As soon as I have my running shoes on, Buck, one of our wiener dogs, started to run back and forth,making so much noise that made Clyde, the other wiener dog, very excited, The problem is that Clyde can’t go for a run with me. He is 14 and blind. Still, he is an optimistic, and doesn’t like when he is left behind. Actually, it’s very sad to leave him whining. Sometimes I feel bad, and I get him to walk in circles, since is the only thing he can do. But if I want to get rid of weariness or stress, I can’t just walk in circles for 20 minutes (Clyde doesn’t like to walk on a leash so I let him lead the way).

I shushed Buck to quiet down and we sneaked outside. The air is cold and I need to put on the sweatshirt I was planning to wear on my shoulders. Slowly I start running. Slowly I start regaining energy. Slowly I am grateful I am running. Without Buck, my run wouldn’t be so interesting though. Buck is my hiking and running buddy. He has an endurance that not so many wiener dogs have. And he loves to climb. When we encounter difficult trails with big boulders, he looks at me like assessing the situation and then, like a ninja goat, he climbs by himself and is able to cross challenging obstacles for his tiny feet. Probably because Buck doesn’t like to be held, and would rather risk his back than let me carry him.

Buck is my running buddy.

Without him, run is kind of dull, and hiking more freighting. Buck keeps me company on my risky hikes and gives me assurance. Nonetheless, I know if I fall he is not going to look for help like those smart dogs in movies. Probably he would keep running and return home without me.

Still, he is my buddy.

The sun sets, and the road becomes dark and quiet. We can only hear our steps on the gravel, my breathing, and the hauling of dogs, wolves, bobcats, cougars and who knows what else. Buck was wise enough of running close. When we are 50 feet from home, he sprints and dashes inside through the doggie door, to get water and bark with the hope that my husband feeds him asap. What a life!

Buck at SteelheadFalls
Buck doesn’t like selfies

Day 3. Prompt 2. #SOL2020 Challenge #SOLSC


I touched the rifle with care, feeling every part of it with the tip of my fingers. It felt cold and enticing. All of a sudden, boom! The sound shook my bones. I had pulled the trigger .

Why was I there? Why was I dragged from my bed and put on a pickup for two hours? My dad thought it was going to be a good experience for me. We could have a bonding father/son moment despite the fact he knew I was born blind.

These are just the two paragraphs I managed to write in a Writers Write Workshop with Kim Fu at the Deschutes Public Library in October of last year. In this particular event, the author focused on character building and tips on how to create good, strong, full characters. She gave us several prompts. The one used in my pitiful two paragraphs was to think of a situation, and a person who was the least suited for it. The writing of the scene should explain why the person ended up in that situation. The workshop was only an hour and a half, and only ten minutes were given for this particular prompt. I felt pretty proud that I did come up with something anyway. Hearing the other wanna be writer’s stories left me thinking about small potatoes and massive oceans.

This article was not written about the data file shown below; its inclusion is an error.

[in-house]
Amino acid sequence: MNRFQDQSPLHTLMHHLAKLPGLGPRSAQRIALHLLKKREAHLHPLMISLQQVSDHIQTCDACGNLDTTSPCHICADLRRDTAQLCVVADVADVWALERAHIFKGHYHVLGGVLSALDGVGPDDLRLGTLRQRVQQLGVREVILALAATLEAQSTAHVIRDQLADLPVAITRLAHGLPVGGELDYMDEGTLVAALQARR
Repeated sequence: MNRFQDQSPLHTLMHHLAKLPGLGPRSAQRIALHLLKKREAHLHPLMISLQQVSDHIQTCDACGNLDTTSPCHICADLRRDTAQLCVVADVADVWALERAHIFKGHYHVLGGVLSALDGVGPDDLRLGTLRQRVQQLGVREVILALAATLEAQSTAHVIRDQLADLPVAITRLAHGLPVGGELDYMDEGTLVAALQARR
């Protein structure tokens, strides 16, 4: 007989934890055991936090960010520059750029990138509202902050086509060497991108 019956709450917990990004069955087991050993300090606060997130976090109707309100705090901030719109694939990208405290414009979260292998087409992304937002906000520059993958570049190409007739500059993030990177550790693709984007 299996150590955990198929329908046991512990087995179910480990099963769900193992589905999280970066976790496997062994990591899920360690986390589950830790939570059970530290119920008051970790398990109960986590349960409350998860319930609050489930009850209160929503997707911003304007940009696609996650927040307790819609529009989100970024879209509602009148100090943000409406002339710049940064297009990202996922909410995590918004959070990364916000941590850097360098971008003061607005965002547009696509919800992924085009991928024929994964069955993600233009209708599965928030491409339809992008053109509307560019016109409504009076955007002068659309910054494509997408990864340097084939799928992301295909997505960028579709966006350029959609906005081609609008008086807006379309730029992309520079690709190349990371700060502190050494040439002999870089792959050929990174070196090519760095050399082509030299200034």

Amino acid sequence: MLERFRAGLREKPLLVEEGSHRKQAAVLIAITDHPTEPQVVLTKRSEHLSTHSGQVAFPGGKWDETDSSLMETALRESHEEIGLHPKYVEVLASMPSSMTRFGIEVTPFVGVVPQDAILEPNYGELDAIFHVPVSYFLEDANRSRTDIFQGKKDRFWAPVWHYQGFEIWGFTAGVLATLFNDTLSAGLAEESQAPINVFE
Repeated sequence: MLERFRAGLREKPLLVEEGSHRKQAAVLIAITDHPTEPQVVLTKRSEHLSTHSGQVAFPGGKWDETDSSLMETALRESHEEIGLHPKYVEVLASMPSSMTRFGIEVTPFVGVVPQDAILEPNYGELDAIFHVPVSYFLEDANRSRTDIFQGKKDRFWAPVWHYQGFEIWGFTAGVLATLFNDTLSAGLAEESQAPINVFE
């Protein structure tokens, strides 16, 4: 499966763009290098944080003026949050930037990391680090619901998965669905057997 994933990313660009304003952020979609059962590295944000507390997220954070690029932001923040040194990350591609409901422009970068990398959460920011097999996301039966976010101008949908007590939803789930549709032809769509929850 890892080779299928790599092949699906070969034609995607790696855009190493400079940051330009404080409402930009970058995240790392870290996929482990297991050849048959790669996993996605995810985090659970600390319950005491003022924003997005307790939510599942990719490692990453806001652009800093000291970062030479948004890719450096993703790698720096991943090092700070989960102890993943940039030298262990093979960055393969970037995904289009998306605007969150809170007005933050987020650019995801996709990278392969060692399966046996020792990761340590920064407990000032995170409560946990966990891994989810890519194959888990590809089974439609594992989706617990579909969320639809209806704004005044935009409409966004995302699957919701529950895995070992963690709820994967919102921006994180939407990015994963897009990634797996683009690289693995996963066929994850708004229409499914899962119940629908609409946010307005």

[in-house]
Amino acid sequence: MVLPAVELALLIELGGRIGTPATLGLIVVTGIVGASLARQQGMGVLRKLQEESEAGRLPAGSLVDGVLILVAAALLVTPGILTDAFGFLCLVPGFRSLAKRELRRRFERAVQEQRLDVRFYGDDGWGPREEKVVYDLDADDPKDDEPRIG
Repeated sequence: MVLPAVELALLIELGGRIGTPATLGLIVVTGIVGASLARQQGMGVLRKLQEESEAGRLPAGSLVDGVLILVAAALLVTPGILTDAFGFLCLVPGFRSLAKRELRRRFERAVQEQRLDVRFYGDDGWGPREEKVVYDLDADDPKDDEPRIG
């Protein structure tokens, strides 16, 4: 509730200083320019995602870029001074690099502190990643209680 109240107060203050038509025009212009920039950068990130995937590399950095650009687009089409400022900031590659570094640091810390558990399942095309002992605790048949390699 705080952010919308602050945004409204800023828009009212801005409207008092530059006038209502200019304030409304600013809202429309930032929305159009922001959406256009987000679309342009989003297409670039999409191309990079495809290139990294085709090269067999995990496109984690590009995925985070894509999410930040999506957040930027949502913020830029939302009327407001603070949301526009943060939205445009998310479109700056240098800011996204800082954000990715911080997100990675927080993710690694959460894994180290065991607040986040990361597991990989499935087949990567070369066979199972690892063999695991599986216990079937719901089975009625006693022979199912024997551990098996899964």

Day 2. Dear mamá…#SOL2020 Challenge #SOLSC

Dear mamá,

mother&IToday I received a book I requested from the public library that reminded me of you. It’s called What my mother and I don’t talk about: Fifteen writers break the silence . Because you died before I realized the things we never talked. The things I know now did hurt you but then I didn’t realize why.

I remember your obsession that I needed to do some sort of catharsis and reconcile myself with you. I didn’t quite understand why I had to restored our broken relationship since ours was not broken. I always found you a very good mom with a balance to give me freedom without leaving me unprotected. Why did I  have to make peace with you if we haven’t fought? You always feared you would die and I would not have have the chance to reconcile our differences or maybe forgive your mistakes.

When I had children and went to live overseas, I acquire a distance that allowed me to see you with a different lens. I began to see some of the mistakes that children see in their parents. Those flaws that started to exasperate me. When you visited us you always wanted to help me and I always said no. Even one time you recriminated me and asked Why do you never accept my help, why? I don’t remember what my answer was. In the end when you stayed at our house, you managed to find a way to help me by cleaning our closets, and putting away the children’s toys, but above all by playing endlessly with your grandchildren.

The first week of last February, I had the great opportunity to compete along with your granddaughter in a bicycle endurance race in Florida. I can’t tell you how much  I enjoyed it, both for the physical effort (350 miles in 4 days) and the beauty of the landscapes, as for what I learned about me, my daughter and you, and most importantly, our relationship. Mati was the same as me, and me as you. Every time I offered her help during the trip, she would answer me with a sharp no, and she would tell me, you worry about changing your clothes and eating. I didn’t really care that she told me that. She was absolutely right. I was unable to do much more after 80 miles biking through sandy roads, swamps and wooded trails and up and down endless paved slopes with the midday sun on our backs. But I did find the reason for my sharp refusal to your offers of help.